Embattled Athletic Director David Brandon resigned Friday from his post at the University of Michigan, according to an announcement at a 1:30 p.m. press conference led by University President Mark Schlissel.
“There is no doubt that Dave loves the University of Michigan and wants it to succeed,” Schlissel said.
“To students, I want you to know the University of Michigan is behind you always, to our fans, I want you to know we value your support, your input and your spirit,” Schlissel said.
The former CEO of Steelcase, Jim Hackett, will step in as interim athletic director, Schlissel said. Hackett, who was a teammate of Brandon’s in the 1970s, took the podium and thanked Brandon for all his work on behalf of the university and student athletes.
“The future of Michigan is not in doubt,” Hackett said, later adding, “Our potential is not in question here.”
Calling it a new chapter, Schlissel said he hopes all the stakeholders will jump in to support Michigan athletics. He added they’ll take as long as necessary to find a new permanent athletic director, with no timeframe set. “I have excellence in mind,” he said.
How did the resignation come about? Schlissel said he’d been meeting recently with Brandon, and said the AD told him Wednesday he had chosen to resign. “We discussed … the best way to set the athletic program in a strong and positive direction,” Schlissel said, adding it was Brandon who suggested leaving.
Brandon’s departure was sudden and to some, shocking, though fans and students have been clamoring for his removal after a disappointing start to the season and a series of gaffes that played out on and off the field.
Michigan football is off to a 3-5 start this season; This leaves Brady Hoke on the hot seat as the man with all the attention — and some would say blame — pointed at him.
Hoke said last month, he was “very supportive” of Brandon.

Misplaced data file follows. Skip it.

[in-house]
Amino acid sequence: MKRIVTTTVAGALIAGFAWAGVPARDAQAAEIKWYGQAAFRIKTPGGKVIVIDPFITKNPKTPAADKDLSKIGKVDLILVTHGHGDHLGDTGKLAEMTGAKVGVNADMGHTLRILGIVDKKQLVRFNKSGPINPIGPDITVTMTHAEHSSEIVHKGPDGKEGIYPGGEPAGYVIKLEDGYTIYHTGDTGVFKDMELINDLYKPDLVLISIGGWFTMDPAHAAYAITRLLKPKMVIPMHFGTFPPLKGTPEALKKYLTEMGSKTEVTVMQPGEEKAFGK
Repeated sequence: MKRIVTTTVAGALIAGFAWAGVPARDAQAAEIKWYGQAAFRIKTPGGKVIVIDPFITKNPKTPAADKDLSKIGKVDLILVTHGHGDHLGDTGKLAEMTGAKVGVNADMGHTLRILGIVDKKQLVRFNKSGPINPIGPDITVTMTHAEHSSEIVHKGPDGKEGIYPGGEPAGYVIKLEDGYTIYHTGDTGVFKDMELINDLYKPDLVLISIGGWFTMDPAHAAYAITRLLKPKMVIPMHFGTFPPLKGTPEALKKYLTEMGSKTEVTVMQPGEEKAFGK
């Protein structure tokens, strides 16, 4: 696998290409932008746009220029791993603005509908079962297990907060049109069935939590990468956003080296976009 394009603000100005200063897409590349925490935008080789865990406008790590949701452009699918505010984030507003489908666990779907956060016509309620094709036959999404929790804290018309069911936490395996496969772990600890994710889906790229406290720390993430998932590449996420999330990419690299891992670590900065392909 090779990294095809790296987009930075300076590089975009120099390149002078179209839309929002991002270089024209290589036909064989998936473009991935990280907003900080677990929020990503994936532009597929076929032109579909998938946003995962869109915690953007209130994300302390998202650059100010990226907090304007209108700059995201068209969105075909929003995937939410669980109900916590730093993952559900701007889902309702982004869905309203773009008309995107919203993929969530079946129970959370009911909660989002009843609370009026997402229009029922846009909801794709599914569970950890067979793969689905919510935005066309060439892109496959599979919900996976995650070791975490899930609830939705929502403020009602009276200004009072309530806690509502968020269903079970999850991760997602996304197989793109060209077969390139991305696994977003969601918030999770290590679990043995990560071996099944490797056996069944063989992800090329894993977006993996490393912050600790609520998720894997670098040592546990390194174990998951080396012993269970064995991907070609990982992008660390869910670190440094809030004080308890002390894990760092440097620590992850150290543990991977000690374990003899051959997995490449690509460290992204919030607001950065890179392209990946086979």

Hoke and Brandon were especially intertwined in a story that drew national headlines when Shane Morris played through what appeared to many in the viewing public as a very noticeable head injury. He stumbled, his knees buckled, and he could barely hold up his helmet after a hard hit. The on-air announcers questioned it repeatedly as Morris continued to play.
Following the game, Hoke first said Morris, to his knowledge, did not have a concussion. The university later released a 1 a.m. press release saying he did have a concussion. Hoke said at a press conference he and Brandon had not discussed it; a few days later he said they had.
The athletic department had already been embroiled in controversy when Brendan Gibbons was suddenly suspended years after complaints were issued at the university level about him allegedly raping a female student. Hoke said Gibbons wasn’t playing because of a family matter.
Brandon has been the Michigan AD since January 5, 2010, succeeding Bill Martin. Brandon ended the Rich Rod era, when he fired the coach after the team went 7-6 in 2010.
Hoke was hired. In 2011, the team finished 11-2 with the first year coach and won the Sugar Bowl. Since then, though, they’ve taken a slide.
In 2012, Michigan went 8-5; in 2013, 7-6. These records have been unacceptable for fans of the university and Brandon has taken most of the blame.
What may have been the final straw, many say, was media attention paid to a series of sarcastic, disrespectful emails Brandon alleged sent to fans who criticized his regime.
The emails included lines such as the following:
“I suggest you find a new team to support. We will be fine without you. Have a happy life … “
“I suggest you find a new team to support. I really don’t care about your opinions. Have a happy life.”
“If your wife’s message was her way of criticizing, then perhaps she needs to work on her people skills … I rarely receive hateful email like the one your wife sent.”
“Quit drinking and go to bed.”
Brandon in the past has also been short with reporters when he was questioned on his decision making.
In September there was a petition made by students to remove Brandon. University of Michigan students marched to the home of school President Mark Schlissel to protest against the performance of Brandon and Hoke.